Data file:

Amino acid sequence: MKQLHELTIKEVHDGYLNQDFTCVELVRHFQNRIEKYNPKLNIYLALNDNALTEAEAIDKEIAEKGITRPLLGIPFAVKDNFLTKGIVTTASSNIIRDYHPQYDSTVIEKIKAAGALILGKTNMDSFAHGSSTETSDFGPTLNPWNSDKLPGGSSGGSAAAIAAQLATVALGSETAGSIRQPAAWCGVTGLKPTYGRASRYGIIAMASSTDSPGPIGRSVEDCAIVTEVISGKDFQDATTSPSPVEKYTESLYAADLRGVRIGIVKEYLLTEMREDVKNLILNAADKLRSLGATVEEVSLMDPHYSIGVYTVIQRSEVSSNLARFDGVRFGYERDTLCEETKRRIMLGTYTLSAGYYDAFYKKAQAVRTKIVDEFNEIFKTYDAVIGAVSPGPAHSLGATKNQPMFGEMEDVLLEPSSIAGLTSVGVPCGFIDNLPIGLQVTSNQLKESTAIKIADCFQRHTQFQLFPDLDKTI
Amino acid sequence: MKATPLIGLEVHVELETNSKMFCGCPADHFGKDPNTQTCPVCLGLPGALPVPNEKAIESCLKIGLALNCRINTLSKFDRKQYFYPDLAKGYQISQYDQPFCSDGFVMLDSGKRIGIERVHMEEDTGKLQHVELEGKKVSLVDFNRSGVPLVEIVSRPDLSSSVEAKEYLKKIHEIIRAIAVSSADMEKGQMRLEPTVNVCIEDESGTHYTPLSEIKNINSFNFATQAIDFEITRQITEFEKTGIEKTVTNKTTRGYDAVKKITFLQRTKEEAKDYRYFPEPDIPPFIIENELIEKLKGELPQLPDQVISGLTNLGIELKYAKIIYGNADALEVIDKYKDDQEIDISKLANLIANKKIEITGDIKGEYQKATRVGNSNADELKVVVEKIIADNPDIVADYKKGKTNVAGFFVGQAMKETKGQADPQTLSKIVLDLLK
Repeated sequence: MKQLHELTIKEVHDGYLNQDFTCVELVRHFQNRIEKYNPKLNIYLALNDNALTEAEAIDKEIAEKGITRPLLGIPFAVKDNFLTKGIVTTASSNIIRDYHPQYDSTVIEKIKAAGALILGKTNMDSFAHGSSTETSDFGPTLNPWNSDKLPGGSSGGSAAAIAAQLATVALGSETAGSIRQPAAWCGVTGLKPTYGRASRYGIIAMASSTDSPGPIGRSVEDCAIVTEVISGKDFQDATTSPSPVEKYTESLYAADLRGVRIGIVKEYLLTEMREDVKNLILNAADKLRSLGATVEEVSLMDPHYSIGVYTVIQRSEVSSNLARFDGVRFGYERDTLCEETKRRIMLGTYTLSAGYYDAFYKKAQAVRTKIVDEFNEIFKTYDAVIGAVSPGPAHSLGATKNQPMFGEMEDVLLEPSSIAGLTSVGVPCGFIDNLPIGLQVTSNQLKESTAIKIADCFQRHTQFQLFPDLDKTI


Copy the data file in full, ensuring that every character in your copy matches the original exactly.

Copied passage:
Amino acid sequence: MKQLHELTIKEVHDGYLNQDFTCVELVRHFQNRIEKYNPKLNIYLALNDNALTEAEAIDKEIAEKGITRPLLGIPFAVKDNFLTKGIVTTASSNIIRDYHPQYDSTVIEKIKAAGALILGKTNMDSFAHGSSTETSDFGPTLNPWNSDKLPGGSSGGSAAAIAAQLATVALGSETAGSIRQPAAWCGVTGLKPTYGRASRYGIIAMASSTDSPGPIGRSVEDCAIVTEVISGKDFQDATTSPSPVEKYTESLYAADLRGVRIGIVKEYLLTEMREDVKNLILNAADKLRSLGATVEEVSLMDPHYSIGVYTVIQRSEVSSNLARFDGVRFGYERDTLCEETKRRIMLGTYTLSAGYYDAFYKKAQAVRTKIVDEFNEIFKTYDAVIGAVSPGPAHSLGATKNQPMFGEMEDVLLEPSSIAGLTSVGVPCGFIDNLPIGLQVTSNQLKESTAIKIADCFQRHTQFQLFPDLDKTI
Amino acid sequence: MKATPLIGLEVHVELETNSKMFCGCPADHFGKDPNTQTCPVCLGLPGALPVPNEKAIESCLKIGLALNCRINTLSKFDRKQYFYPDLAKGYQISQYDQPFCSDGFVMLDSGKRIGIERVHMEEDTGKLQHVELEGKKVSLVDFNRSGVPLVEIVSRPDLSSSVEAKEYLKKIHEIIRAIAVSSADMEKGQMRLEPTVNVCIEDESGTHYTPLSEIKNINSFNFATQAIDFEITRQITEFEKTGIEKTVTNKTTRGYDAVKKITFLQRTKEEAKDYRYFPEPDIPPFIIENELIEKLKGELPQLPDQVISGLTNLGIELKYAKIIYGNADALEVIDKYKDDQEIDISKLANLIANKKIEITGDIKGEYQKATRVGNSNADELKVVVEKIIADNPDIVADYKKGKTNVAGFFVGQAMKETKGQADPQTLSKIVLDLLK
Repeated sequence: MKQLHELTIKEVHDGYLNQDFTCVELVRHFQNRIEKYNPKLNIYLALNDNALTEAEAIDKEIAEKGITRPLLGIPFAVKDNFLTKGIVTTASSNIIRDYHPQYDSTVIEKIKAAGALILGKTNMDSFAHGSSTETSDFGPTLNPWNSDKLPGGSSGGSAAAIAAQLATVALGSETAGSIRQPAAWCGVTGLKPTYGRASRYGIIAMASSTDSPGPIGRSVEDCAIVTEVISGKDFQDATTSPSPVEKYTESLYAADLRGVRIGIVKEYLLTEMREDVKNLILNAADKLRSLGATVEEVSLMDPHYSIGVYTVIQRSEVSSNLARFDGVRFGYERDTLCEETKRRIMLGTYTLSAGYYDAFYKKAQAVRTKIVDEFNEIFKTYDAVIGAVSPGPAHSLGATKNQPMFGEMEDVLLEPSSIAGLTSVGVPCGFIDNLPIGLQVTSNQLKESTAIKIADCFQRHTQFQLFPDLDKTI